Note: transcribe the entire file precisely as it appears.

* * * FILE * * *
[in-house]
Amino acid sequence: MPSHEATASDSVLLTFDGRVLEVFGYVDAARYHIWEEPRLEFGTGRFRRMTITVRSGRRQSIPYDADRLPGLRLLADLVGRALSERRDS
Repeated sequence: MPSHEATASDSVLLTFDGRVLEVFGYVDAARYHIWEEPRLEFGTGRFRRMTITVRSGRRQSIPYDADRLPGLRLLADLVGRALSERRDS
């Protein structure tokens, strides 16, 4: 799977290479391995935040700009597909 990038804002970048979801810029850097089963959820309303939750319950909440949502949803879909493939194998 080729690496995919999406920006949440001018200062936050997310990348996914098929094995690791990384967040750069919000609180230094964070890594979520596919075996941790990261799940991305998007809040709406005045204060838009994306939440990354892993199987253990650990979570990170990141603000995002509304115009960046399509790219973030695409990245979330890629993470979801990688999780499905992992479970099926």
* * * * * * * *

[in-house]
Amino acid sequence: MPSHEATASDSVLLTFDGRVLEVFGYVDAARYHIWEEPRLEFGTGRFRRMTITVRSGRRQSIPYDADRLPGLRLLADLVGRALSERRDS
Repeated sequence: MPSHEATASDSVLLTFDGRVLEVFGYVDAARYHIWEEPRLEFGTGRFRRMTITVRSGRRQSIPYDADRLPGLRLLADLVGRALSERRDS
């Protein structure tokens, strides 16, 4: 799977290479391995935040700009597909 990038804002970048979801810029850097089963959820309303939750319950909440949502949803879909493939194998 080729690496995919999406920006949440001018200062936050997310990348996914098929094995690791990384967040750069919000609180230094964070890594979520596919075996941790990261799940991305998007809040709406005045204060838009994306939440990354892993199987253990650990979570990170990141603000995002509304115009960046399509790219973030695409990245979330890629993470979801990688999780499905992992479970099926």